Beach Bunny’s debut album, Honeymoon (2020), isn’t revolutionary, but the bright blast of indie pop is a refreshingly sincere addition to a genre that can be riddled with clichés. Lili Trifilio, a 23-year-old, Chicago-based songwriter, rose to prominence under the pseudonym Beach Bunny after releasing her 2018 single “Prom Queen”. The track prods at Trifilio’s teenage uncertainties, lamenting the lasting impacts of beauty standards established by high school cliques. The opening lines, “Shut up, count your calories / I never looked good in mom jeans” became a hit on TikTok, bringing Trifilio’s project, Beach Bunny, into popular culture.
Following this massive success, Trifilio expanded Beach Bunny into a band which now includes Matt Henkels on guitar, Anthony Voccaro on bass, and Jon Alvarado on drums. While their first EP, Animalism (2016) was filled with coming-of-age narratives accompanied by emo rock instrumentals, Honeymoon has grown out of melodrama into sunny chord progressions and upbeat vibes, despite the lyrics of heartbreak and fear.
Trifilo describes Honeymoon’s opening track, “Promises,” as “the most honest and vulnerable on the record.” Her heart-on-sleeve lyricism paired with the indie pop guitar and drums sets a uniform tone for the album. Trifilio’s lyrics about loving someone while still hating them could easily evoke emo chord progressions and soft vocals, but Trifilio’s voice is brutally steady and loud—representative of a woman who is healing through her heartbreak.
Honeymoon chiefly revolves around Trifilio’s insecurity regarding her body, relationships, and future. Yet for the banality of her song subjects, Trifilio’s lyricism is still witty and unique. In “April,” her most popular song on Spotify, wistful vocals break through Henkel’s guitar riff, beginning the requiem for a regret-filled breakup. Though Honeymoon is filled with lamentations of breakups, Beach Bunny is careful to avoid the blame that oftentimes accompanies heartbreak. “Sometimes I like being on my own / I’m afraid of winding up alone,” Trifilio sings in “Cuffing Season,” taking responsibility for the failing relationship.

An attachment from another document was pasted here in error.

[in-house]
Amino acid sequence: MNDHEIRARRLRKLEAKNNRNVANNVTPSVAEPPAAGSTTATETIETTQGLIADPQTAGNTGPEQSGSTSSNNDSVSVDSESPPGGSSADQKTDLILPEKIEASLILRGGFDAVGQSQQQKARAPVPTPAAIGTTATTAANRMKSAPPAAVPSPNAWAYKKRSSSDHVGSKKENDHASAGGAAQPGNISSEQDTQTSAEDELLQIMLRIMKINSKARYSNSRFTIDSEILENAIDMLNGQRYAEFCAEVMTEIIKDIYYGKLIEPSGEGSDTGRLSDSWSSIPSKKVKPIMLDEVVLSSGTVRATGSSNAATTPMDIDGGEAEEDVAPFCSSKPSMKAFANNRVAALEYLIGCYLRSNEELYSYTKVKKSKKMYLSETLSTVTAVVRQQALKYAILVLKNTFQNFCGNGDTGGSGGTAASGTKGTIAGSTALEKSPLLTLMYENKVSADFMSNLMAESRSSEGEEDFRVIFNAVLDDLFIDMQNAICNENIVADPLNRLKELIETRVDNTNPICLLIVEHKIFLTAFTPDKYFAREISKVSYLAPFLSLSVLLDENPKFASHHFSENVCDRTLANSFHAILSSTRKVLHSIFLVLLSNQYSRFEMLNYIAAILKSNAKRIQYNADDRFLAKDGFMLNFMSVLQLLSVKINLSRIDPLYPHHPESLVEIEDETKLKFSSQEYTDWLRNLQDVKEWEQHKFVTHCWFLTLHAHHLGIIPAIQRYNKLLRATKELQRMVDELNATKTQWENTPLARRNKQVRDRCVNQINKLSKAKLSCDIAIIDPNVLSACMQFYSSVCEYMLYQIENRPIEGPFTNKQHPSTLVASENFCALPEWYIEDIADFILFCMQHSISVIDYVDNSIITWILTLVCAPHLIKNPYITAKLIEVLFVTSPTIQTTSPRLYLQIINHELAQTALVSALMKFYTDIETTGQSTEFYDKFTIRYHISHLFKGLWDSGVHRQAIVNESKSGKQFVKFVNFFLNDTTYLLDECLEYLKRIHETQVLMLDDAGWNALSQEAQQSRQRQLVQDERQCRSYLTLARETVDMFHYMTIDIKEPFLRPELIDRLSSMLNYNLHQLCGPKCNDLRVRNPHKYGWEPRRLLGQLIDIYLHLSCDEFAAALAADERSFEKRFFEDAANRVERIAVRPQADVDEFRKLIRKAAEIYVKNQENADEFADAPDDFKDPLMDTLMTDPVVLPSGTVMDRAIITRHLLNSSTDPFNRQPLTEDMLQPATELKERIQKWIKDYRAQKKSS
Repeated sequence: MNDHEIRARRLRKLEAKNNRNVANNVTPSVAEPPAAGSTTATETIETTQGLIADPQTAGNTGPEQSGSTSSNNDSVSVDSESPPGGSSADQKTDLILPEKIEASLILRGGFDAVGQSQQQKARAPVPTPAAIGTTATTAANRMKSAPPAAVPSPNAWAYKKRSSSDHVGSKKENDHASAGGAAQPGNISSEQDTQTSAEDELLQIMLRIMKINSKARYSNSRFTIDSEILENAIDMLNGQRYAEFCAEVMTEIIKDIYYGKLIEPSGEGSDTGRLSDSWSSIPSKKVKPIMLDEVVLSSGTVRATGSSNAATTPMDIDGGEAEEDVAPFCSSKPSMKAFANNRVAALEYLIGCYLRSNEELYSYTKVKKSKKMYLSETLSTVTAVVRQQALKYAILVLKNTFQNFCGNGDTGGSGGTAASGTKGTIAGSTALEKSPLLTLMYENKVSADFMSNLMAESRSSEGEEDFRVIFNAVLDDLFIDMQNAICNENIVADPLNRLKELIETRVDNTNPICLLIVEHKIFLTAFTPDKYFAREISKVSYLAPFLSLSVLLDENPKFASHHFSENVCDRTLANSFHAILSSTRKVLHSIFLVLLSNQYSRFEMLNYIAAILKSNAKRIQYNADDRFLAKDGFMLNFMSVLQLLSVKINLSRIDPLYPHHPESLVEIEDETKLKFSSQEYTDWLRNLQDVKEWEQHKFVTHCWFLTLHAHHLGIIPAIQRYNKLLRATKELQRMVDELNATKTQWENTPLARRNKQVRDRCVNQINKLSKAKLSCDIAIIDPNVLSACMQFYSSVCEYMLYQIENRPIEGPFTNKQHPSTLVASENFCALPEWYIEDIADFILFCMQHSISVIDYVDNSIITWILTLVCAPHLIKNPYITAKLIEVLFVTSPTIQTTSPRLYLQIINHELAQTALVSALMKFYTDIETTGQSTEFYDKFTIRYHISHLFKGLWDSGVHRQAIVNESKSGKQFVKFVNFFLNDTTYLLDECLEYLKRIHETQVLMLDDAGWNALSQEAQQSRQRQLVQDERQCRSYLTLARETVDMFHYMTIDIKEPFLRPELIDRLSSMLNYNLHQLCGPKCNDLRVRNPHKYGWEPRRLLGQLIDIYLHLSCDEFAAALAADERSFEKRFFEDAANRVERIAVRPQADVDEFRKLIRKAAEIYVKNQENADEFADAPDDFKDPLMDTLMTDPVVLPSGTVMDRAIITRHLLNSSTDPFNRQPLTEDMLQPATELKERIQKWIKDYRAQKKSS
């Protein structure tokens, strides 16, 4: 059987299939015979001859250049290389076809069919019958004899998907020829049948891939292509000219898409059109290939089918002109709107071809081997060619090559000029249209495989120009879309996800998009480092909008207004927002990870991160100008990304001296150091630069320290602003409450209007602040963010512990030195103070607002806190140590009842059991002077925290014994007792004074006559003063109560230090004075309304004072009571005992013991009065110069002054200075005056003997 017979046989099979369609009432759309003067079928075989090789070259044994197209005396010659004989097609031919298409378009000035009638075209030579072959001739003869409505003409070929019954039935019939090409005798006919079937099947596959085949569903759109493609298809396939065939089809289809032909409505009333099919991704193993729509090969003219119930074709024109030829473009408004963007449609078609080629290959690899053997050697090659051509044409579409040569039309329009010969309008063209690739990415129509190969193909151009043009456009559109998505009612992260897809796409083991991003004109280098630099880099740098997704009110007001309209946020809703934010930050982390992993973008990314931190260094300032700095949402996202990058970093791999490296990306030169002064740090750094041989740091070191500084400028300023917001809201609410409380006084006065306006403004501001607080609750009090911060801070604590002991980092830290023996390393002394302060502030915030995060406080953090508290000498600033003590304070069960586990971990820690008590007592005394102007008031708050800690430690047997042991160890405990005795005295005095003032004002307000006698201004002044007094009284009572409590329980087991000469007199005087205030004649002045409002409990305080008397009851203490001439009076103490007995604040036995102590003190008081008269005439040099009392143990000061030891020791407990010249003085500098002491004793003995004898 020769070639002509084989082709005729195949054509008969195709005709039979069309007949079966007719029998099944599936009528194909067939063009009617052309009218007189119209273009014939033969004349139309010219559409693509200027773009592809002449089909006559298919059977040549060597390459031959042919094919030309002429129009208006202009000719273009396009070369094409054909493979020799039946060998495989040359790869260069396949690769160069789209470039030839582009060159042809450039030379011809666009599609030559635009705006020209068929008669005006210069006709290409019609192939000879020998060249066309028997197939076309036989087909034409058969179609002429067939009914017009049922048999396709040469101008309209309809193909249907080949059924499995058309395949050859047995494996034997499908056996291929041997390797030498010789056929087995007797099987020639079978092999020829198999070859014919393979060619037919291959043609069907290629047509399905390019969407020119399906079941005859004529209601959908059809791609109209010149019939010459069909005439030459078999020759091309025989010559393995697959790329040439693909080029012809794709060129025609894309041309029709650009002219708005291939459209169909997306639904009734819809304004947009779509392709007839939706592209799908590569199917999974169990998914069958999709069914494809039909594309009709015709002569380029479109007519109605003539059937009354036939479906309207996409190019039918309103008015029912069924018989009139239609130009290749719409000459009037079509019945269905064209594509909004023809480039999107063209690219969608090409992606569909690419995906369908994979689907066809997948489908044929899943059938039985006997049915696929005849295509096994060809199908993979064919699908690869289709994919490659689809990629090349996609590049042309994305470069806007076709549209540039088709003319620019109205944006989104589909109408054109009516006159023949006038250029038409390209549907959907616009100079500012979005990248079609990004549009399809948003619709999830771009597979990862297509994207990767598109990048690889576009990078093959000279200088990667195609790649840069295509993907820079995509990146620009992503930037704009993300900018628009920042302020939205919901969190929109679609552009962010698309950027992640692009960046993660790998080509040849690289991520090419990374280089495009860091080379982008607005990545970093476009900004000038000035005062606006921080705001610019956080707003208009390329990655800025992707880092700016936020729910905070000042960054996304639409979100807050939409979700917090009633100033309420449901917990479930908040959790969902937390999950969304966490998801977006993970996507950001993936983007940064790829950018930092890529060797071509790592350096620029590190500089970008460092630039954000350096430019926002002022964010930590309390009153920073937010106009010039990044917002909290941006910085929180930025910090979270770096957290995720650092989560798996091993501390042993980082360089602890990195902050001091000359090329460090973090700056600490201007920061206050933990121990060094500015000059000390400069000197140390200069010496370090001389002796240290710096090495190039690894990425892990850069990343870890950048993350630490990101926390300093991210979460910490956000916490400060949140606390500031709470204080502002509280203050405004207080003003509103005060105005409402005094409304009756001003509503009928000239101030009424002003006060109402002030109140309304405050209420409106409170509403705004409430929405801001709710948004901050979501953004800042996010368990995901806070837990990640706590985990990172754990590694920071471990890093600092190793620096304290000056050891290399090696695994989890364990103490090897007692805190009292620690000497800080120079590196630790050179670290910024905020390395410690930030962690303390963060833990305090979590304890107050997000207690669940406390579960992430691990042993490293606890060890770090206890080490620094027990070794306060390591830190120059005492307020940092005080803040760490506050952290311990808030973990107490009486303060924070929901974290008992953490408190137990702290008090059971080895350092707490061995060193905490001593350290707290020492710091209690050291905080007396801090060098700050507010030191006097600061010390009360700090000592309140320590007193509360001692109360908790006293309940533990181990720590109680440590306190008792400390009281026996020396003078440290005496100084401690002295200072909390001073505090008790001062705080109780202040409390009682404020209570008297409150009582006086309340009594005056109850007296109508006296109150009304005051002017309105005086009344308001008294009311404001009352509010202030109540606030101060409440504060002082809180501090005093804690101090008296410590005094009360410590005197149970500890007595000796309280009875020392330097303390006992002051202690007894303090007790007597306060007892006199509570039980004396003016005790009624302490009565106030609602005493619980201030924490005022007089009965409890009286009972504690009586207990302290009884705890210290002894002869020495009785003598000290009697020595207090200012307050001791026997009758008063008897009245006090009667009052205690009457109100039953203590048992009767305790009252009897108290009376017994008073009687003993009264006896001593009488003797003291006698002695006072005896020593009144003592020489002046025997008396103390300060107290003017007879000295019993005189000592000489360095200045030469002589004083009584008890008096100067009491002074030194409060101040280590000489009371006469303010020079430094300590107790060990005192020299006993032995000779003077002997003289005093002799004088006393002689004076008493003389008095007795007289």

The band is honest, often representing problems as an amalgamation of two-sided issues. They do not shy away from complexity, escaping the black and white narrative that so many indie bands have fallen victim to. Their candidness imbues all aspects of Honeymoon, moving beyond just the words. Henkel’s guitar isn’t hiding behind layers of stomp boxes or effect pedals. The most complex modifications made to the guitars post-recording are the left-right panning and chorus effects. Henkel’s tone is consistently clear, and every note is discrete and distinguishable in the basic mix of guitar, bass, and drums. While the musicianship itself is not spectacular or genre-bending, the 25-minute album doesn’t waste a second on unnecessary solos or vocal runs. Each bass line and tom fill impacts the progression of the song and propels the album into a higher state of meaning. Brevity is a lost art in this age of music, and Beach Bunny actively restores this aspect in their debut album.
This is not to say that Honeymoon is particularly singular or radical in its expansion of the indie pop genre. A likely comparison can be drawn between Beach Bunny’s chord progressions and Best Coast’s established indie pop ones. In a similar vein, their authentic, straightforward lyrics are reminiscent of those performed by Waxahatchee, Lady Lamb, or Soccer Mommy. But just because Honeymoon isn’t a completely different combination of surf indie and sincere narratives doesn’t mean that the album should be cast aside as another indie band headed by a girl with stories to tell. Trifilio’s folk-tinged vocals paired with the rosy instrumentals are, at their worst, fun to listen to and, at their best, an uplifting addition to the typical, downtrodden indie genre.
Honeymoon is produced to perfection. Each instrument is clear, and the quality of the songs can be analyzed and synthesized through both speakers and headphones—a rare feat of mixing accomplished in any genre. The album isn’t establishing a foundational precedent for the genre, so if you’re looking for the next Tame Impala or Mitski, then you won’t find it here. But there is something to say for the short album’s ability to preserve stories of heartbreak and insecurity in a sunny, uplifting nine song repertoire.
Indie music doesn’t have to be jaded or principally groundbreaking to hold significance. Beach Bunny’s Honeymoon recounts the band members’ failures, doubts, and fears. Through their candor, they advocate for hope, for a better future where they learn from these experiences. This hope is reason enough to listen to their debut album.